SportsInjuryFix.com Director Mike James has spent over 20 years working as a Physio, Sports Rehabilitator and Physical Training Instructor. He has been employed within the military, NHS, private and elite sport sectors. Here he gives his thoughts on seeking injury advice online.
These days advice on sports injury prevention and treatment appears everywhere. Social Media platforms and open or closed group forums are a plenty, some hosted by healthcare professionals, others by patients or people participating in sport. Coupled with this, mainstream media continues in the form of magazines and websites to offer a constant stream of articles, videos, blogs and thoughts on sports injury, training and rehabilitation.
People are now seeking quick, easily accessible advice to help them get back to, or to keep participating in their sport. The difficulty is finding a trusted source of valuable, and more importantly, accurate information that provides effective advice and often this can prove to be a minefield. I have personally followed threads where genuine people hoping to help others, provide advice based on hearsay and personal anecdotal experience, that is so far from the current best practise evidence base, that it could potentially lead to more harm than help. At best, it can confuse a sports person, prolong symptoms and delay recovery and a return to full training and competition.
Getting online advice is not necessarily always bad though, it can offer a quick and easy snapshot of possible injury diagnosis and treatment advice, and most online advice is generally caveated with “if in doubt, seek the advice of a healthcare professional”. Make sure to check the website and/or person for the appropriate qualifications and industry association accreditation though, if all is in place then these are safe, quick and sometimes effective ways of getting the help you need.
So, is, the gold standard advice to still see a professional in person? I would say yes. I know that may seem like a biased therapist looking through rose-tinted glasses, but as an experienced sports person, who also understands how simple aches and pains can affect you, I have and still do seek regular advice and assessment from my colleagues to keep me on track.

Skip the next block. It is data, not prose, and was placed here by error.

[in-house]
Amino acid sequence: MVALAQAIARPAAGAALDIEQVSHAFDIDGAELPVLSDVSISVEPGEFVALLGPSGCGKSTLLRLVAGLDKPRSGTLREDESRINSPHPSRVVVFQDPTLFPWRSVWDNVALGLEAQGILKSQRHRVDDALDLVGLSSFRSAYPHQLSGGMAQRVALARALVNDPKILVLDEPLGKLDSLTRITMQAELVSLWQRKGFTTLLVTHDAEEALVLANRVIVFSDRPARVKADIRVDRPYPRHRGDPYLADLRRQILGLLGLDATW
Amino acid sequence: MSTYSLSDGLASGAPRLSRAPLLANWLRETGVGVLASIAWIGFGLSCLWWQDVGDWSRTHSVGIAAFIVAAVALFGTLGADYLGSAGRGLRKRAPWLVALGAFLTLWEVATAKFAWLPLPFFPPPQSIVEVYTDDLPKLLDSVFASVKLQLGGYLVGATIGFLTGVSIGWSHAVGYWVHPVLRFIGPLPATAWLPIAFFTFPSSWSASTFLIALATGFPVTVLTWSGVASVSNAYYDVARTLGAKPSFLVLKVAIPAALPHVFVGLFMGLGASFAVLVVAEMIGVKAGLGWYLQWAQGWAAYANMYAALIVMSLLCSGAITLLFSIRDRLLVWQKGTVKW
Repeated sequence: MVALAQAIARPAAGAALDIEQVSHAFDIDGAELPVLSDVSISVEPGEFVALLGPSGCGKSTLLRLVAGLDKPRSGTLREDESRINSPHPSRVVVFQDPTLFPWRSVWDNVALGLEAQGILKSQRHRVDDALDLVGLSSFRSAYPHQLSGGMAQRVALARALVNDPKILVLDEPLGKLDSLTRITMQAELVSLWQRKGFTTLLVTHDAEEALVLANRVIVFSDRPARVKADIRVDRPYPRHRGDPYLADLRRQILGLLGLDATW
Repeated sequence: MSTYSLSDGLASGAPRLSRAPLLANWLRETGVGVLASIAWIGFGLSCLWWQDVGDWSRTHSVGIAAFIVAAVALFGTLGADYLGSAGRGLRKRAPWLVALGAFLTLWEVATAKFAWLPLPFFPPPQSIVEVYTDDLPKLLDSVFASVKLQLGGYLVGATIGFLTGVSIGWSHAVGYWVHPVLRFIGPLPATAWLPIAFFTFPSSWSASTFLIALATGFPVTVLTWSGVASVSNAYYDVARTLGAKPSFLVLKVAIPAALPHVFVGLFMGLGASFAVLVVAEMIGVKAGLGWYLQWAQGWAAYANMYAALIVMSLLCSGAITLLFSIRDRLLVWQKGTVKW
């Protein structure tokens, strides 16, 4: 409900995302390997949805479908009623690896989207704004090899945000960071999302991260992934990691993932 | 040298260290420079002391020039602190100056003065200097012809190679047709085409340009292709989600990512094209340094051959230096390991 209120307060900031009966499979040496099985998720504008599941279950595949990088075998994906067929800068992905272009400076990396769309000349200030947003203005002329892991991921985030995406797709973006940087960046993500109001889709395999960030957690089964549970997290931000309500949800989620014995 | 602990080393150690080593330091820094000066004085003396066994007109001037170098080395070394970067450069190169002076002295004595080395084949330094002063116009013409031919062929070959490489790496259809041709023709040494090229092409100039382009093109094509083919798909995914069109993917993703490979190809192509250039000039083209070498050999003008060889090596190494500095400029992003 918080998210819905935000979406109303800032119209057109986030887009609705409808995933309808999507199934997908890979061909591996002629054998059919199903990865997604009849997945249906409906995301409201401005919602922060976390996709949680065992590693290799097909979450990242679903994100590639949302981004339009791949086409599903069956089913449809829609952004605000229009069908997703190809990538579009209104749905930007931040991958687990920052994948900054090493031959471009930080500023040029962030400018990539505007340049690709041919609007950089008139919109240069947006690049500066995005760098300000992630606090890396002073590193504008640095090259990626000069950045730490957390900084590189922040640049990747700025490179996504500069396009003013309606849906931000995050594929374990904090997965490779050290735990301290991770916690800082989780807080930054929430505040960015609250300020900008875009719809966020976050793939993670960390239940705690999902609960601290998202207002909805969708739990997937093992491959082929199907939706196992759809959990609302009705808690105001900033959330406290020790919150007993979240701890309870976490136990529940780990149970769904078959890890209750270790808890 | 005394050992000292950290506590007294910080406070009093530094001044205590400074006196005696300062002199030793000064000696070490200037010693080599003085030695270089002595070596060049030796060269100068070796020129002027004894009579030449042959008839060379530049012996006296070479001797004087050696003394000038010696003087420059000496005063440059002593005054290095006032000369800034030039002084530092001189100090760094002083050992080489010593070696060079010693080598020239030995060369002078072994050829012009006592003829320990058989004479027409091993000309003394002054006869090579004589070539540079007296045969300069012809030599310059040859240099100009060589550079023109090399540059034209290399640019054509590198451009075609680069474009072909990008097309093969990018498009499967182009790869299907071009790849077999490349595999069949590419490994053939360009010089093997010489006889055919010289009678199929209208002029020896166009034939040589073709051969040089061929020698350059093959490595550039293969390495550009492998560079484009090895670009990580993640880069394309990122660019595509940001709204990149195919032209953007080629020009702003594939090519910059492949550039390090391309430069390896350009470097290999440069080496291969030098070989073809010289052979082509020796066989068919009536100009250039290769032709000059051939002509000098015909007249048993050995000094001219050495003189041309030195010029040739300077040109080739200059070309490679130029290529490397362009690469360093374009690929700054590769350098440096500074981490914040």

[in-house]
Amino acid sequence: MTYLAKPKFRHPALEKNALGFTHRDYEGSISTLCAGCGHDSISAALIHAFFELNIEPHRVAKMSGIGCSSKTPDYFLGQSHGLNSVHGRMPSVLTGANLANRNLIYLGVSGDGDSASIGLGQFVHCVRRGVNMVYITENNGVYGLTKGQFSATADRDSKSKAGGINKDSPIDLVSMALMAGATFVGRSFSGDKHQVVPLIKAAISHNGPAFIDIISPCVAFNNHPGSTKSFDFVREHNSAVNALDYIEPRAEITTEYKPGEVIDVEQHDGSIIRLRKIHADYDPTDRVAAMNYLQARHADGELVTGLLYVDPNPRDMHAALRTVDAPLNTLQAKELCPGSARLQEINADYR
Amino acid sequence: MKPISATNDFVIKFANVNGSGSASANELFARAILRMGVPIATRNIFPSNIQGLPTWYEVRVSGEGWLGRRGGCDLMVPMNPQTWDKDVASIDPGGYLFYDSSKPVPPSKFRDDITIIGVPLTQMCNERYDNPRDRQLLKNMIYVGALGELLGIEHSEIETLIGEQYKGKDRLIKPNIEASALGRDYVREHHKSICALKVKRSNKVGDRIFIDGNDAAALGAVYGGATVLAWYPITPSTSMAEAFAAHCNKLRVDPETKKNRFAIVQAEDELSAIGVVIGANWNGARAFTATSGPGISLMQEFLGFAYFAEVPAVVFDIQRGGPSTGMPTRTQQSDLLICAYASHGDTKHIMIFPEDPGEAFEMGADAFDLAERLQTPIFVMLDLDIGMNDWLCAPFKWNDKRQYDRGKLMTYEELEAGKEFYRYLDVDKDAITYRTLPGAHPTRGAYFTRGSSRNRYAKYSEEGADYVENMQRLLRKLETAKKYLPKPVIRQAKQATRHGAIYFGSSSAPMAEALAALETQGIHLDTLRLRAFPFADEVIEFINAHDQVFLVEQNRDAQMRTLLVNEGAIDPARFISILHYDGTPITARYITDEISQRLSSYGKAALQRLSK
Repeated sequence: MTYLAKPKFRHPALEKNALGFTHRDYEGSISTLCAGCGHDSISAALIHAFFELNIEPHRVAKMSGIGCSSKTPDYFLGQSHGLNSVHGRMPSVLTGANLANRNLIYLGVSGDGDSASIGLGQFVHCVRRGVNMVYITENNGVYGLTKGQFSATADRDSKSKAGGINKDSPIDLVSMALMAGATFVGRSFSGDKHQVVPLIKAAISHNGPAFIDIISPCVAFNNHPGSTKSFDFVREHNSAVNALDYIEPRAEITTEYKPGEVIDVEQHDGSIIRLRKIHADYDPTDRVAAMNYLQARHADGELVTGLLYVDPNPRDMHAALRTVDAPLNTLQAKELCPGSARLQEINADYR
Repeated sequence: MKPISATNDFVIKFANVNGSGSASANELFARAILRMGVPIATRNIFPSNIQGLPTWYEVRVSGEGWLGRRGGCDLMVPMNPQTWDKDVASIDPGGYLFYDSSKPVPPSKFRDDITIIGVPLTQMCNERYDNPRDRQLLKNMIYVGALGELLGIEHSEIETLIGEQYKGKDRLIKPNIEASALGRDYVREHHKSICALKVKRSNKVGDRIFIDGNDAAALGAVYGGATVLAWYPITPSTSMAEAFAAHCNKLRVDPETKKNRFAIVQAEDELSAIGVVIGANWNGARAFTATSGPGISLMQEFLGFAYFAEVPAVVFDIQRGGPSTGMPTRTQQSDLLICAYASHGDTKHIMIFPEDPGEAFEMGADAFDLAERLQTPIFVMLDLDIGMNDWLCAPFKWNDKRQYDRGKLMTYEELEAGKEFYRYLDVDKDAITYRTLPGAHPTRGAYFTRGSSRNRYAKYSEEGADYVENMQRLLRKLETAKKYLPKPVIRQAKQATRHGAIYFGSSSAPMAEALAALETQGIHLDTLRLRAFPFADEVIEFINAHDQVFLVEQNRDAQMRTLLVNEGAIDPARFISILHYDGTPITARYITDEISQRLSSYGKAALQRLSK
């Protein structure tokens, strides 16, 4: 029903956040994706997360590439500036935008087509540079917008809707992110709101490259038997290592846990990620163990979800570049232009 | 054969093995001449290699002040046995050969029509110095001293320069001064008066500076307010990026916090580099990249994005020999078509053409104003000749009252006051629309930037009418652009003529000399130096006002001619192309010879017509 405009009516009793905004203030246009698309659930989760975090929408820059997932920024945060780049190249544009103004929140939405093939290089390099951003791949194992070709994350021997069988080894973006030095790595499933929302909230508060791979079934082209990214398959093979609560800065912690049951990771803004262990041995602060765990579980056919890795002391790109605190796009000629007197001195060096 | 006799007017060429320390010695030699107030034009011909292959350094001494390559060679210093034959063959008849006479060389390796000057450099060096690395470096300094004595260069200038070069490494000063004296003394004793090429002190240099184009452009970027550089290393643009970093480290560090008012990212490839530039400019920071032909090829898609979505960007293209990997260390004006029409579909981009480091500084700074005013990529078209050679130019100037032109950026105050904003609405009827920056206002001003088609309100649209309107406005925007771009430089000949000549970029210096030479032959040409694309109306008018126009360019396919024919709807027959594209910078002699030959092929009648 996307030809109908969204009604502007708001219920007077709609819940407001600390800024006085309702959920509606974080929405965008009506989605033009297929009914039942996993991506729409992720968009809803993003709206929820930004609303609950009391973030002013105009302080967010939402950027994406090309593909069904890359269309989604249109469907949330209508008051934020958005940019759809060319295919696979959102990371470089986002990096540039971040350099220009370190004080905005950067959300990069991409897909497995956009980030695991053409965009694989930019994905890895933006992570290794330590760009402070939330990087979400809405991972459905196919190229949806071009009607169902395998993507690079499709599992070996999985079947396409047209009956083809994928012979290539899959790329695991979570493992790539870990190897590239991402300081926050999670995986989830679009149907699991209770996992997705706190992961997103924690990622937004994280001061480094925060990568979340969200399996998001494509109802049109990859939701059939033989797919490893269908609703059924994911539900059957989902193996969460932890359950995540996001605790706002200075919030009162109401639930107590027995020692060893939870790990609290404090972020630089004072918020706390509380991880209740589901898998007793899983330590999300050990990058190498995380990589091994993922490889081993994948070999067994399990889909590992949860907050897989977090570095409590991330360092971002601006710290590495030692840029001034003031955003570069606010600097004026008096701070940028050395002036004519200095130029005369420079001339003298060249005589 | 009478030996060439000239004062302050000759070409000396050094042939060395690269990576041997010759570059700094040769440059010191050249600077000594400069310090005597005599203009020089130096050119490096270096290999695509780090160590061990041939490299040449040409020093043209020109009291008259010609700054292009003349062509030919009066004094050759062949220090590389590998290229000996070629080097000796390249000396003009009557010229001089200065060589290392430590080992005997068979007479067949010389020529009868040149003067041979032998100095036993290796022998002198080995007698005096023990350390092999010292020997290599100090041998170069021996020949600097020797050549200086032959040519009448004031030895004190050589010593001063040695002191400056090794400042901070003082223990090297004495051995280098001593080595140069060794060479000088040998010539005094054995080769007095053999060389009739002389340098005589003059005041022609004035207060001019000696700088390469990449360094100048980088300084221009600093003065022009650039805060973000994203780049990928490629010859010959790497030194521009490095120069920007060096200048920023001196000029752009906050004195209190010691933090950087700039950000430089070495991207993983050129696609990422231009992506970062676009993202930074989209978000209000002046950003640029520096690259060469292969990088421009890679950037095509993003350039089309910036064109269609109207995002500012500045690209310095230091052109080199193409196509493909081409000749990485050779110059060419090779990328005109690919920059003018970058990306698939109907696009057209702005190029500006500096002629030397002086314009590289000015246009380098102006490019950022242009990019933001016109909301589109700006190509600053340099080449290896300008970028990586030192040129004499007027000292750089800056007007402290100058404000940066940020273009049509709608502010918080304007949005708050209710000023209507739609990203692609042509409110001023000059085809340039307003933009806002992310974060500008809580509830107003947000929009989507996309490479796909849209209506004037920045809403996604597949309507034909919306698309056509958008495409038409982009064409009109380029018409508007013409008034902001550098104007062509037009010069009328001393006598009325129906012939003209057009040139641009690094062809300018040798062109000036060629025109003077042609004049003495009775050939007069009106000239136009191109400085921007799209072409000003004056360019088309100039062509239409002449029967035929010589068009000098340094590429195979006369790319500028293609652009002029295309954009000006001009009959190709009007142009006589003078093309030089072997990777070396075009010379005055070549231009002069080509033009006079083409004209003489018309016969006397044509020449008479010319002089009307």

The human body is complex, but more importantly, it is extremely individual. Although “pattern recognition” (seeing trends and commonalities in patients) is a well-established diagnostic tool in therapy, physical and subjective assessment of the individual cannot be replaced if we are aiming to identify the root cause of any issues and return the person to their sport in an improved condition. Spending time talking to an individual about their training history, conditioning status, work, life and family situations, as well as their thoughts, beliefs, fears and values via a thorough clinical and functional assessment in order to address these findings remains the optimal method of helping someone.
Seeing someone “in person” also helps to develop the “therapeutic alliance”, a well-established factor in assisting the success of any treatment episode. The relationship between therapist and sports person / patient that promotes trust, honesty, confidence and collaborative goal setting and adherence, with the ultimate aim of promoting self-management through education.
However, life often gets in the way, and attending an “in person” session can be difficult. Recent times have seen an increase in online assessments via platforms such as FaceTime, WhatsApp or Skype where a 20-30-minute face to face assessment is performed where you may even be asked to do some movements or physical tests after a short conversation. These allow the therapist to create a working diagnosis of what your problems may be and to provide the most accurate and effective advice and treatment. I have trialled these myself, I am yet to make a judgement on whether they are something I will continue to use in the long term, they will never replace or improve on an in-person assessment, but they can offer an effective halfway house option that bridges the gap between online advice and a full appointment. It can often provide a platform to “catch things early” and reduce the risk of things worsening and becoming a bigger issue, or indeed, they can be used to confirm the need for a full in person assessment.
If in doubt, my advice would always be to seek the advice and assessment in person of a healthcare profession, sports people want to play sport, and an in-person assessment is the most appropriate and effective way of facilitating an appropriate return to play, or to manage you through a period of training and to get to the start line on race day.
Aim to find a therapist by the type of person they are and their experience of your injury and sport, rather than by their profession, good therapists tend to practice in a very similar way despite variations in training background or title. If you feel that you need to find a therapist who can help you play or train to your maximum and keep those niggles and injuries at bay then visit SportsInjuryFix.com, the only place that you can search for a therapist by sport and /or injury.